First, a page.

Rounds notes that $56.3 million of the increases in the FY2011 budget are mandatory: more people receiving government medical services alone is $24.5 million of the increases. There's another $20.2 million of expiring stimulus funding for the last couple quarters of the fiscal year that we need to pick up. Increases in South Dakota income that have outpaced national rates mean South Dakota has to pay another $7.5 million for its "FMAP state share," funding that supports Medicare (if I heard that right). We also must appropriate $2 million more to support Opportunity Scholarship funds for 3294 eligible students (and Rounds says paying that money is a good thing).

Governor Rounds is asking for a $1 million budget increase to establish South Dakota's first Ph.D in physics, a shared program among SDSU, USD, and Mines. With the Homestake lab getting going, Rounds says we can't be sending our physics grad students elsewhere when we have a great opportunity like this coming our way. Rounds sees this Ph.D. program as "a long term investment in our future" that will have a lasting effect on our economy.

Among big cuts, Rounds proposed freezing State Aid levies to save $4.1 million, instead of offering property tax payers another cut in their rates. Overall, we're cutting under $5 million.

No increase for state aid to education, no raises for state employees (second year in a row—time for me to go into building wind turbines!), no increases for health care providers receiving state payments.

[13:45] Summary of major spending changes:
  • Education: down $3.4 million
  • "TCoP": up $58.4 million
  • Protecting people: up $542K (and Rounds praises the chief justice for volunteering to go back and cut his budget request further)
  • Rest of gov't: down $573K
More details on education funding:
  • tech schools are getting $2.7M more, due to increased enrollment
  • consolidation and sparsity are causing a $2.6 increase
  • health insurance goes up 6.3%, $729K
  • state aid to K-12 goes down $3.8 M
  • state aid to special ed goes down $4.1M (now compare this to the $1 million increase to create the physics Ph.D. I like the Ph.D. Rounds is right that it's an investment... but can we justifiably reduce our investment in earlier ed at the same time? Rounds will emphasize that "reduce" is relative: the negative sign on the budget line comes from not increasing the state aid)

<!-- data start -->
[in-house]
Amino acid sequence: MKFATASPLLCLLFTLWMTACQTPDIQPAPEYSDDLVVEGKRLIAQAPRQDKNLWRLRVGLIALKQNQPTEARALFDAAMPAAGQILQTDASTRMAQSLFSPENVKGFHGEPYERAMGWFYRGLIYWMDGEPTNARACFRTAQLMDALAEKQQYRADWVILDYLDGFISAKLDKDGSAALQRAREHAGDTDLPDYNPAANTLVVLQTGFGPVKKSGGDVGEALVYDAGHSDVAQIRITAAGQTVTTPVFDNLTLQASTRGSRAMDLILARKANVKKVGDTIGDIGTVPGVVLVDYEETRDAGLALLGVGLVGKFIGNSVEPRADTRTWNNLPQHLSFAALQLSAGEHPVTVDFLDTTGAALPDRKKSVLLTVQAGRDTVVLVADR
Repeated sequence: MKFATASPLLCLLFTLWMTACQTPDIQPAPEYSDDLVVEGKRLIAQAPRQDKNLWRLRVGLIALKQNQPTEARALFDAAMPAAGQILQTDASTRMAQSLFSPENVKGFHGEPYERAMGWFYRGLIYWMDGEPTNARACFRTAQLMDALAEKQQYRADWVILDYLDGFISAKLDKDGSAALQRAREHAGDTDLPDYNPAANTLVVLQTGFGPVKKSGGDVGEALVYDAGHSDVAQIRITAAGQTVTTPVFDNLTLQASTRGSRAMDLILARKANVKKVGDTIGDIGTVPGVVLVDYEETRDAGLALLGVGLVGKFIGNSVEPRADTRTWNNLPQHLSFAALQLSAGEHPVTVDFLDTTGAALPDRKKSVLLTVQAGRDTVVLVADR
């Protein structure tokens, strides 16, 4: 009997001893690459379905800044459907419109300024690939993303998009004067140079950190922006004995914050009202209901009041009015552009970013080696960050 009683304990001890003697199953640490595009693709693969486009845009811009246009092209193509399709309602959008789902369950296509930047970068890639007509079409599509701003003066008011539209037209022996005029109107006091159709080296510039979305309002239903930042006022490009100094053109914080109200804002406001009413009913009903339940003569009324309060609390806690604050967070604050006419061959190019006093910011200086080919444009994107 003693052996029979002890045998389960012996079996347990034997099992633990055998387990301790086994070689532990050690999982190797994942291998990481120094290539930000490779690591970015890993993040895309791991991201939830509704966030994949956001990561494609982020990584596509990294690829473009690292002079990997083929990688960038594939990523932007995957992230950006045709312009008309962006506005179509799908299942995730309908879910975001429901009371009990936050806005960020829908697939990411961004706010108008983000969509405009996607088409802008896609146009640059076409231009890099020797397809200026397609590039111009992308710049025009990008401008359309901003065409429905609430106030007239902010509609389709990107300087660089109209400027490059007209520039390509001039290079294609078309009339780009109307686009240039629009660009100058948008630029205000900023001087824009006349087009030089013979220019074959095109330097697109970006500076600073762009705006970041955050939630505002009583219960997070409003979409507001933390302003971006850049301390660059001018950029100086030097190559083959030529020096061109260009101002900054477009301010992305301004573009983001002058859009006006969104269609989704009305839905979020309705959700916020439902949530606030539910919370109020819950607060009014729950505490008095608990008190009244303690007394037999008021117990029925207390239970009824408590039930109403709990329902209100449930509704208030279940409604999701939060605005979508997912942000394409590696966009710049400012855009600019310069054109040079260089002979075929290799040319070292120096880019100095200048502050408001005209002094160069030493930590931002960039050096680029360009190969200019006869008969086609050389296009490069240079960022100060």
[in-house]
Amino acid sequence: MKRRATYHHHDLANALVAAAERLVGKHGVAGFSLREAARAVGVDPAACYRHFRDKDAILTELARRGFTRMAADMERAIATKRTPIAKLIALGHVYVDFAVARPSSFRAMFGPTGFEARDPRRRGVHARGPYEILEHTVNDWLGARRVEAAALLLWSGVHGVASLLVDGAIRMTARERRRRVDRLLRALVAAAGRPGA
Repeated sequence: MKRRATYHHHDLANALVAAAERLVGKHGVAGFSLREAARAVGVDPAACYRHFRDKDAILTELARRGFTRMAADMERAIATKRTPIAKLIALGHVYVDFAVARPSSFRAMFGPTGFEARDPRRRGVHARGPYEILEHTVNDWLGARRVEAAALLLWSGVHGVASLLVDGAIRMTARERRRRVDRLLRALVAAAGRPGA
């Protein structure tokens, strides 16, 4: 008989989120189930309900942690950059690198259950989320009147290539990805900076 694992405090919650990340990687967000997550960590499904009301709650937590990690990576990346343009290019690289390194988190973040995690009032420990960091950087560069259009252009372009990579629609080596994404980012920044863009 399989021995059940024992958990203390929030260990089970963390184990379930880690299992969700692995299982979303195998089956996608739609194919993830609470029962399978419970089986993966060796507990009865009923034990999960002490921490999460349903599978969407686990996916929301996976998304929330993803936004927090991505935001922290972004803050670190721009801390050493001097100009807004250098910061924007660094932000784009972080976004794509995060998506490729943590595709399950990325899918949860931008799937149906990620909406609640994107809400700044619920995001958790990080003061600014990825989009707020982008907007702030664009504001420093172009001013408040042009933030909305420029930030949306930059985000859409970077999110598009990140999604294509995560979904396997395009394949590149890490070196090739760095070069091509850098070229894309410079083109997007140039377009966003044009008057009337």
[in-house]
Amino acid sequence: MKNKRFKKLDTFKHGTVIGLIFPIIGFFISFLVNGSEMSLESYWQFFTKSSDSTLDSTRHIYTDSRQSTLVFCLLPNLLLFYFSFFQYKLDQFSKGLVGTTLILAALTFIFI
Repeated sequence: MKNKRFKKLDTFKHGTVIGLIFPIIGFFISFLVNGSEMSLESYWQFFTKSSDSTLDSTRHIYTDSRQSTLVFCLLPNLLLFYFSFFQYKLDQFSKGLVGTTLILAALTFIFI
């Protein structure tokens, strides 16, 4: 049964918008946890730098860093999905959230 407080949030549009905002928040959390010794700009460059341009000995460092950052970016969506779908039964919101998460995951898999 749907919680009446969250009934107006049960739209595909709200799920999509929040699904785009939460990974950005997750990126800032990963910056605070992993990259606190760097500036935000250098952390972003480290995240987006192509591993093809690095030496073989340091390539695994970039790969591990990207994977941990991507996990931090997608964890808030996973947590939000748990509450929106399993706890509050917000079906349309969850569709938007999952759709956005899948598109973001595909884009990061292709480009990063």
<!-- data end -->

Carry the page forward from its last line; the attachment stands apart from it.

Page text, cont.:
We are saving $520K thanks to declining natural gas rates and thus lower utility bills for heating our state facilities. Utility reductions across the board are reeducing FY2010 expenditures by $1.6M.

[13:55] Rounds notes that the bureaucracy consumes only 4 cents of every tax dollar, down from 5 cents on the dollar last year. Rounds is recommending a reduction of 102 full-time equivalents, the second consecutive year of recommended FTE reductions. Rounds notes that most of the cuts over the past year have been done through attrition. So the boss isn't coming with the ax, but he's also not taking apps for new workers.

[13:58] Birth to 3 is safe for now: Rounds says we're keeping it alive with stimulus funds. There's something else he's leaving for his successor to figure out in 2012.

[14:01] Gov. Rounds turns to the Sanford Lab. He mentions the $35 million the Legislature allocated for the Sanford Lab back in 2004 and 2005. The National Science Foundation has pumped $21M into the Sanford lab over the last three years; another $250M is anticipated. More workers and more experiments are coming. Rounds says we are going to be out of money for the lab next December; NSF funding won't kick in until May 2011; Rounds is asking the Legislature to set aside $5 million in one-time funds to bridge that gap and sustain the work of pumping out the water and keeping the lab open. He notes that the Legislature had the foresight to invest in the most lucrative "hole in the ground" in the state a few years ago and urges them to keep the project going with this one-time investment.

[14:07] The big numbers:
  • General Fund: $1.182B
  • Federal Funds: $1.9B
  • [whoops! missed a line!]
  • Total Budget: $4B
(Hey! There's Russ Olson, sitting in the back!)

Rounds says that 49% of the budget goes to education, 36% for TCoP, 11% for protecting the public, and 4% for all the rest, including the bureaucracy. If you want more cuts, those are the parameters within which you must operate.

Rounds wraps up: no increased tax rates, he says. Then Rounds starts handing out the candy, ending with appeal to patriotism, noting the men and women of the armed services who are fighting for our freedom, calling on vets to stand and take some applause, then Dilges and his budget office (hm... that applause didn't sound nearly as rousing)... and then off we go to keep making South Dakota even better.